The United States will no longer test anti-satellite weapons to find coexistence in space

In an unexpected announcement, the U.S. government announced the end of its anti-satellite weapons testing program. The announcement was made by Vice President Kamala Harris during a visit to the Space Force Base in Vandenberg, Santa Barbara County, California.

According to American Second in Command, the idea is to take the first step towards a better coexistence of countries in space, with the United States following this example as a model for other countries with space capabilities and trying to do the most. Peaceful activities outside the world.

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U.S. Vice President Kamala Harris announced the end of anti-satellite weapons tests during a visit to a space force base in Vandenberg, California.

According to the Naval Institute’s Guide to the Naval Weapons System of the World, anti-satellite (or simply “ASAT”) weapons were designed with military tactics and tactics in mind. Its experiments return to the heights of the Cold War, when the United States and the former Soviet Union were also militarily competing for technological dominance.

In fact, satellites, since their first launch (Sputnik 1), have been used in a number of contexts: militarily, they are used on troop navigation, to communicate with military bases, and to communicate with platoon in conflict zones, and perhaps the greatest interest of these powers. , Collecting and distributing intelligence information from enemy countries.

Armed satellites, although they have never been used in the context of a real war, have already been demonstrated by countries such as China, India, Russia and of course the United States. Displays have always been performed on disabled internal targets – such as “dead” satellites, for example – and never on foreign targets.

In fact, it serves as a great threat deterrent: “If you attack my structure on Earth, I will take revenge from above.” However, growing concerns about the growth of space debris – as a result of increased private sector involvement in space exploration – have changed public perceptions, and anti-satellite weapons are no longer seen as a defensive tool. , Has now become another provocative factor. Debris in our orbit.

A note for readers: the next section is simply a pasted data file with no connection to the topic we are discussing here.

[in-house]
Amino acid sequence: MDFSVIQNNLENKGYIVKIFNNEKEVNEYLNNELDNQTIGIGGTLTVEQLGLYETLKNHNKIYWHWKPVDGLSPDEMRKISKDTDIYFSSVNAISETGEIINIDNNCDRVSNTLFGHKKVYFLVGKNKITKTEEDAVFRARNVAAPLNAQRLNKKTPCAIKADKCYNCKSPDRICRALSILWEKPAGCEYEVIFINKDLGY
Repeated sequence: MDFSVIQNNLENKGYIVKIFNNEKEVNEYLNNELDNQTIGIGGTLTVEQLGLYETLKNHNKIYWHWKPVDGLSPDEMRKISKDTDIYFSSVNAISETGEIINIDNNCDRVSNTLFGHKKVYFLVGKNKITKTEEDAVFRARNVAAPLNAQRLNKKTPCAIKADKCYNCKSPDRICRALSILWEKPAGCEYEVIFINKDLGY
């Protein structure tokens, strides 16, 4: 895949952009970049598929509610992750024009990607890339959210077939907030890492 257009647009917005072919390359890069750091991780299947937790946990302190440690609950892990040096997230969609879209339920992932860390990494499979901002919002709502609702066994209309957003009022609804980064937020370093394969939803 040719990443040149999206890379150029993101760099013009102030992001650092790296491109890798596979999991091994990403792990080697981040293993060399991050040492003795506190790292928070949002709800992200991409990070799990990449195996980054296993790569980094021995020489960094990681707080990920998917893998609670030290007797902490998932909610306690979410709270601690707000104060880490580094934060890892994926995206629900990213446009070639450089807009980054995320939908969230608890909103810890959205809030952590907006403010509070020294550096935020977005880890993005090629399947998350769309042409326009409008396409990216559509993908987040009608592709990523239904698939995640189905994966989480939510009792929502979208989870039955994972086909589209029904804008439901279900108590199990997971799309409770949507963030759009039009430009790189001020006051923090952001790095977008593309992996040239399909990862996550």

The wreckage of space itself may not bother many people, but it is important to remember that in space, the physics standards we hold on Earth are raised with deadly force: in May 2016, one of the two-branded glass windows of the International Space Station (ISS) cracked. .. by drops of ink coming out of an ancient decaying satellite.

In fact, whatever the size of the space junk particle, it follows the Earth’s rotational speed, which is 1674 kilometers per hour (km / h). A push at this speed, even with such a small object, could destroy a satellite, knock it out of orbit, and possibly crash into the Earth’s surface. Now imagine this happening in a city.

At the end of January 2022, 8,261 satellites were registered in orbit, up 12% from the previous 10 months, according to the United Nations Office for Outer Space Affairs (UNOSA). With companies like Starlink, SpaceX’s Internet platform, aiming to put more satellites in orbit, that number is set to grow exponentially. And despite the technological advances in each of them, collisions between satellites have already been recorded.

For this reason, the United States is betting on the idea that using anti-satellite weapons to destroy objects in space is not as innocuous as it seems. So start a kind of conversation that sets the rules for coexistence in space – just as there are “rules for recruiting” soldiers on the ground (which determines when and how soldiers can react and how to react, at hand). There may be a way to avoid all possibilities.

“There is a lot of talk about different values ​​- there is no solution and no way to develop one. The approach you take will probably be very different depending on each content and context, ”Robin Dickey, a senior analyst at the Aerospace Center for Space Policy and Strategy, told Phys.org.

The problem is that nations put their own interests first: recent events have seen Russia and China secede from major economic blocs, for example, and as a result a more universal solution seems increasingly remote, because, by the principle of national sovereignty, what each country wants, how Free to develop what he wants and when he wants. In reality, this indicates that reaching a consensus would be a matter of choice – and countries that do not agree may simply decide not to follow any rules.

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